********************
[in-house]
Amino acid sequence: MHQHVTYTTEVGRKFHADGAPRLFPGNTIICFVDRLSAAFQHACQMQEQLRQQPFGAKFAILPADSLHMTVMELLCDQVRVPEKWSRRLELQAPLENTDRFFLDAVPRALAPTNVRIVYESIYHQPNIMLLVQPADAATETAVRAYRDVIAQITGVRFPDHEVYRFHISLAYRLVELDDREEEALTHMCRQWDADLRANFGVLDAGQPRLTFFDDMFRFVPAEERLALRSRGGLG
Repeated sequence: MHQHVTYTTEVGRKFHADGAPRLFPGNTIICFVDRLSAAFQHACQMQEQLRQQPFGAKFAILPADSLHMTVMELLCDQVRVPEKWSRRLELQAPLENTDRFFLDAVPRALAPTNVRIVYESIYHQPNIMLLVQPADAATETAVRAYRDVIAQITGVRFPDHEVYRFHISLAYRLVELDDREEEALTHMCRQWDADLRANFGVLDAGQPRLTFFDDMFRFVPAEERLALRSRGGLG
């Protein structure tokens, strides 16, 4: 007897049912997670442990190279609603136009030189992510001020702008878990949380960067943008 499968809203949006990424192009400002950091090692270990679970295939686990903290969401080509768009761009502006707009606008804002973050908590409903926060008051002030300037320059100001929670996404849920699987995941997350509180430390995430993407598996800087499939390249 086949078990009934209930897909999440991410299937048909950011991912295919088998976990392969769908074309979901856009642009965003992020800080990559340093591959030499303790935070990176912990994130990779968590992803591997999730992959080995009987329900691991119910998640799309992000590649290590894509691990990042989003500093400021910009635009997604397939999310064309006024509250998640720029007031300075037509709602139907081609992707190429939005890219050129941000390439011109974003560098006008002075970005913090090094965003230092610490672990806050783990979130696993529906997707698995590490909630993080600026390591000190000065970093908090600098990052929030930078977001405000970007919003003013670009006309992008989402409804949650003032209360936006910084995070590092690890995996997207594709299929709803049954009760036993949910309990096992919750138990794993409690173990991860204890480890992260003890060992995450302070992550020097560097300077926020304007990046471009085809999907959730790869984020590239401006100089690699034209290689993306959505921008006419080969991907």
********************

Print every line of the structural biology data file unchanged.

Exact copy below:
[in-house]
Amino acid sequence: MHQHVTYTTEVGRKFHADGAPRLFPGNTIICFVDRLSAAFQHACQMQEQLRQQPFGAKFAILPADSLHMTVMELLCDQVRVPEKWSRRLELQAPLENTDRFFLDAVPRALAPTNVRIVYESIYHQPNIMLLVQPADAATETAVRAYRDVIAQITGVRFPDHEVYRFHISLAYRLVELDDREEEALTHMCRQWDADLRANFGVLDAGQPRLTFFDDMFRFVPAEERLALRSRGGLG
Repeated sequence: MHQHVTYTTEVGRKFHADGAPRLFPGNTIICFVDRLSAAFQHACQMQEQLRQQPFGAKFAILPADSLHMTVMELLCDQVRVPEKWSRRLELQAPLENTDRFFLDAVPRALAPTNVRIVYESIYHQPNIMLLVQPADAATETAVRAYRDVIAQITGVRFPDHEVYRFHISLAYRLVELDDREEEALTHMCRQWDADLRANFGVLDAGQPRLTFFDDMFRFVPAEERLALRSRGGLG
């Protein structure tokens, strides 16, 4: 007897049912997670442990190279609603136009030189992510001020702008878990949380960067943008 499968809203949006990424192009400002950091090692270990679970295939686990903290969401080509768009761009502006707009606008804002973050908590409903926060008051002030300037320059100001929670996404849920699987995941997350509180430390995430993407598996800087499939390249 086949078990009934209930897909999440991410299937048909950011991912295919088998976990392969769908074309979901856009642009965003992020800080990559340093591959030499303790935070990176912990994130990779968590992803591997999730992959080995009987329900691991119910998640799309992000590649290590894509691990990042989003500093400021910009635009997604397939999310064309006024509250998640720029007031300075037509709602139907081609992707190429939005890219050129941000390439011109974003560098006008002075970005913090090094965003230092610490672990806050783990979130696993529906997707698995590490909630993080600026390591000190000065970093908090600098990052929030930078977001405000970007919003003013670009006309992008989402409804949650003032209360936006910084995070590092690890995996997207594709299929709803049954009760036993949910309990096992919750138990794993409690173990991860204890480890992260003890060992995450302070992550020097560097300077926020304007990046471009085809999907959730790869984020590239401006100089690699034209290689993306959505921008006419080969991907």